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[DPRG] Micro Robots: A modest proposal

Subject: [DPRG] Micro Robots: A modest proposal
From: David P. Anderson dpa at io.isem.smu.edu
Date: Fri Nov 1 02:43:01 CST 2002


Pete Miles posted some good, interesting comments about robot sumo and robot
contests in general.  Pete is the event co-coordinator for the Seattle folks
(they do a great job at their yearly Robothon, I can tell you from
experience) so he has obviously thought about this a great deal: sticky
tires and magnets and audience building and rules issues.

He makes some very interesting points about robot contests and their underlying
motivations, to wit:

> When the crowd loves an event, the event grows because they get involved in it.
> If the crowd doesn't like the event, it becomes boring, and eventually dies
> because the competitors go away from it.


> ask yourself this question. Why are you even
> competing in it?  Is it because you enjoy the technical challenge of
> building a sumo robot, or do you like to hear the crowd cheer you on.  If
> there was not one spectator to watch the event, would you still compete?
> When you hold a public event, do you do it for the spectators or the
> competitors.  If it is only for the competitors, then why make it a public
> event? 

Why indeed?  

Some might argue that Pete is confusing the advancement of hobby robotics with
the entertainment industry, but they would miss the larger issue.  I spent many
years myself as a musician and professional entertainer, so I believe I can
speak with some experience and candor on this subject.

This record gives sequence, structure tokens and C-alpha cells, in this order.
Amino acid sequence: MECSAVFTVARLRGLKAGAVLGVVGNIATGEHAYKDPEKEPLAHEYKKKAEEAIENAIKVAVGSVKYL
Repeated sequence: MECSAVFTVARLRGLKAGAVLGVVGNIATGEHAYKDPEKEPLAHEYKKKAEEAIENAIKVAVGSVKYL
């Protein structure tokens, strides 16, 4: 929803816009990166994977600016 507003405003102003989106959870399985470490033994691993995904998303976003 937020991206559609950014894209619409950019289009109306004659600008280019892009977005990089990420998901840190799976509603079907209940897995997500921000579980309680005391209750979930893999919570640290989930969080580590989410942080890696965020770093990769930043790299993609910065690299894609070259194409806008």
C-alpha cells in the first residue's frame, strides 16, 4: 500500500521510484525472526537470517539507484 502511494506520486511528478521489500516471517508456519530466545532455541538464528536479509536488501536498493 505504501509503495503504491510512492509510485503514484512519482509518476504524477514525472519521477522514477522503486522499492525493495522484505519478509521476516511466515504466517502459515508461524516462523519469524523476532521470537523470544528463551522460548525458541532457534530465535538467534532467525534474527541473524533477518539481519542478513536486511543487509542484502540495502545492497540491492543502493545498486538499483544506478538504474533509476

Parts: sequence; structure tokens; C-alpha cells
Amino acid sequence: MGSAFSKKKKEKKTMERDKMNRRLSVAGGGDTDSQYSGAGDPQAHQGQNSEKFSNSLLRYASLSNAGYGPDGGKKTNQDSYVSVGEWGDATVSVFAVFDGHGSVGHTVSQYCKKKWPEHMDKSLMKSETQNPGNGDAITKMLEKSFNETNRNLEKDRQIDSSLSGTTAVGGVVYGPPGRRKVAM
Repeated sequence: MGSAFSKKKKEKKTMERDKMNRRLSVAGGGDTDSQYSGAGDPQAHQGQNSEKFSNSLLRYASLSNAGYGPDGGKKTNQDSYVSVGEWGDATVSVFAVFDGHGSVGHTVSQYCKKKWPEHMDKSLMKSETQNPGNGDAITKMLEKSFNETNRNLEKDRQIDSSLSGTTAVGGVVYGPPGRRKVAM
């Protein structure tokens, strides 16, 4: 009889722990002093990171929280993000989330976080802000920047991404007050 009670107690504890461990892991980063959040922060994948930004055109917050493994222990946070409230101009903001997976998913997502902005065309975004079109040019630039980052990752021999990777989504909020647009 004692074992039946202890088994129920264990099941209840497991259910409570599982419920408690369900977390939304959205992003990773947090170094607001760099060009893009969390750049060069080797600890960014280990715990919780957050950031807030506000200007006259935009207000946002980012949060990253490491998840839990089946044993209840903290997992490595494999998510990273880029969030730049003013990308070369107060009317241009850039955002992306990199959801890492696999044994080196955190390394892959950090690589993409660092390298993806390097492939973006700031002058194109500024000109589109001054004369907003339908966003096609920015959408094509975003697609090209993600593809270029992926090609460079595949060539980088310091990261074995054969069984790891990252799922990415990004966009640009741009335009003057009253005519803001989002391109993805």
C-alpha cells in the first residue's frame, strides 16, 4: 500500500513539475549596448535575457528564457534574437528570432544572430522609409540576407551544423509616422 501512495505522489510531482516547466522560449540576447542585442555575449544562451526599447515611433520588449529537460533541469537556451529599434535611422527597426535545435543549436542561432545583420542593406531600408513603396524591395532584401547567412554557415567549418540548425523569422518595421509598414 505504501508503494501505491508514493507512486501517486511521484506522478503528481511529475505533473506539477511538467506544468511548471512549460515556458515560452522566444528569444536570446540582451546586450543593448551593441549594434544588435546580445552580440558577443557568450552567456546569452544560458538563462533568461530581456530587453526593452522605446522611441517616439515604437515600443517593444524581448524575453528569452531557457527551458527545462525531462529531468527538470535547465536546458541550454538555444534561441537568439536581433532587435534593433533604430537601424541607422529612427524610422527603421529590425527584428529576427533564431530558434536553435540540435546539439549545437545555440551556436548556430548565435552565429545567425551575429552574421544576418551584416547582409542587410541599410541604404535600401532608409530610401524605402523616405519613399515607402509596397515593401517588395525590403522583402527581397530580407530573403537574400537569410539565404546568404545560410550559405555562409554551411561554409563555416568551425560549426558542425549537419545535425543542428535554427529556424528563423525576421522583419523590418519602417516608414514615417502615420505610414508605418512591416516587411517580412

I would therefore like to propose three additional elements for our robot sumo
contests, and for all our robot contests in general, which I believe are in the
spirit of Pete's observations and which I believe would be logical and
valuable add-ons to the competitions.  Perhaps even the BattleBots folks,
who I understand were not picked up for a 6th season by the Comedy Channel,
might benefit from these suggestions.

I propose we can enormously increase audience interest and excitement in hobby
robotic events by the addition of these three elements:

1.  Gambling	
		Wagering on the outcome of robot sumo is a natural, and will
		up the revenues of robot clubs substantially, bringing in a
		whole new heretofore untapped audience for our events, as
		well as providing healthy purses for the winners and thereby
		increasing both the size and level of competition.  For clubs
		in states where gambling is illegal, I propose video links
		to casinos in areas where wagering is allowed.  We might even
		consider a special "Native-American" sumo class for the gambling
		establishments on the reservations in neighboring states.  This
		simple addition will, I believe, totally change the face of the
		hobby of robotics and in a single stroke make it a legitimate sport.
2.  Alcohol	
		This more than any other element will increase the excitement
		as well as the volume level of the crowd, and is another potential
		source of income.  Take a cue from professional sports here,
		BattleBot aficionados!  People like to drink at sporting events,
		especially if they also get to gamble.

3. Scantily Clad Large-Breasted Women.  

		Once again, the experience of professional sports like WWF wrestling
		suggests that huge cheering crowds as well as almost certain television
		coverage and the accompanying fame and revenues which will follow can
		bring our fringe hobby out of the shadowy halls of weird science and 
		into the mainstream.  I'll be there for sure!

Think of it, folks.  Visual-Basic Joe with a fist full of dollars and a babe under each
arm, stoned out of his mind and screaming for YOUR ROBOT!  It just doesn't get any bigger
or more exciting than that.

Now if you are offended by these admittedly vulgar suggestions, you might perhaps console
yourself with the thought that the huge sums of money raised from these events will go
a long way toward paying for whatever clever serious robot inventions you may be nurturing
in your quiet little workshop.  Think about it.

most respectfully,

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